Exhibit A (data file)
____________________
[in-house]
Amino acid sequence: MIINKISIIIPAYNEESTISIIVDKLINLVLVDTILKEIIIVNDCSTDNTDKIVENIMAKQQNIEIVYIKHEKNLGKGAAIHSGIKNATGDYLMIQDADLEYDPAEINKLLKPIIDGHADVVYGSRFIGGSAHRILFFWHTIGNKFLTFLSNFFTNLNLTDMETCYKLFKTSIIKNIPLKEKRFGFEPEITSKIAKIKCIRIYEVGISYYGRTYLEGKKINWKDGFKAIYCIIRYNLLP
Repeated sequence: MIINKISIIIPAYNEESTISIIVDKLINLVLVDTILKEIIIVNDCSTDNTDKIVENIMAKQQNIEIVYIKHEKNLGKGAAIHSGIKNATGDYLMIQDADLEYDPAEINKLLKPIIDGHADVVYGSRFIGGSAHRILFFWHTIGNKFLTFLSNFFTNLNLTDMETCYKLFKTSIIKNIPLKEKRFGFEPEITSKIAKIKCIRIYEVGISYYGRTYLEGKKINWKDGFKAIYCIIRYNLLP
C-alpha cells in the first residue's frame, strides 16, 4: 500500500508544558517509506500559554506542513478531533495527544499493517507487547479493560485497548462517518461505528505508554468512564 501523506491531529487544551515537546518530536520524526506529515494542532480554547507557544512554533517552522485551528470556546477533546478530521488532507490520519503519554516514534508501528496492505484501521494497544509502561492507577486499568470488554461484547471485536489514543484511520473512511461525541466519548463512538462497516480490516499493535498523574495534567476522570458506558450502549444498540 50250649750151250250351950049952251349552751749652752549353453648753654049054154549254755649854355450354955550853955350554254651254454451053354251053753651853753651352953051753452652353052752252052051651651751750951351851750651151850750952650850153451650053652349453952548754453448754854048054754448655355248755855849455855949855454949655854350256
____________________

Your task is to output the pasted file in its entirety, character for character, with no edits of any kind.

[in-house]
Amino acid sequence: MIINKISIIIPAYNEESTISIIVDKLINLVLVDTILKEIIIVNDCSTDNTDKIVENIMAKQQNIEIVYIKHEKNLGKGAAIHSGIKNATGDYLMIQDADLEYDPAEINKLLKPIIDGHADVVYGSRFIGGSAHRILFFWHTIGNKFLTFLSNFFTNLNLTDMETCYKLFKTSIIKNIPLKEKRFGFEPEITSKIAKIKCIRIYEVGISYYGRTYLEGKKINWKDGFKAIYCIIRYNLLP
Repeated sequence: MIINKISIIIPAYNEESTISIIVDKLINLVLVDTILKEIIIVNDCSTDNTDKIVENIMAKQQNIEIVYIKHEKNLGKGAAIHSGIKNATGDYLMIQDADLEYDPAEINKLLKPIIDGHADVVYGSRFIGGSAHRILFFWHTIGNKFLTFLSNFFTNLNLTDMETCYKLFKTSIIKNIPLKEKRFGFEPEITSKIAKIKCIRIYEVGISYYGRTYLEGKKINWKDGFKAIYCIIRYNLLP
C-alpha cells in the first residue's frame, strides 16, 4: 500500500508544558517509506500559554506542513478531533495527544499493517507487547479493560485497548462517518461505528505508554468512564 501523506491531529487544551515537546518530536520524526506529515494542532480554547507557544512554533517552522485551528470556546477533546478530521488532507490520519503519554516514534508501528496492505484501521494497544509502561492507577486499568470488554461484547471485536489514543484511520473512511461525541466519548463512538462497516480490516499493535498523574495534567476522570458506558450502549444498540 50250649750151250250351950049952251349552751749652752549353453648753654049054154549254755649854355450354955550853955350554254651254454451053354251053753651853753651352953051753452652353052752252052051651651751750951351851750651151850750952650850153451650053652349453952548754453448754854048054754448655355248755855849455855949855454949655854350256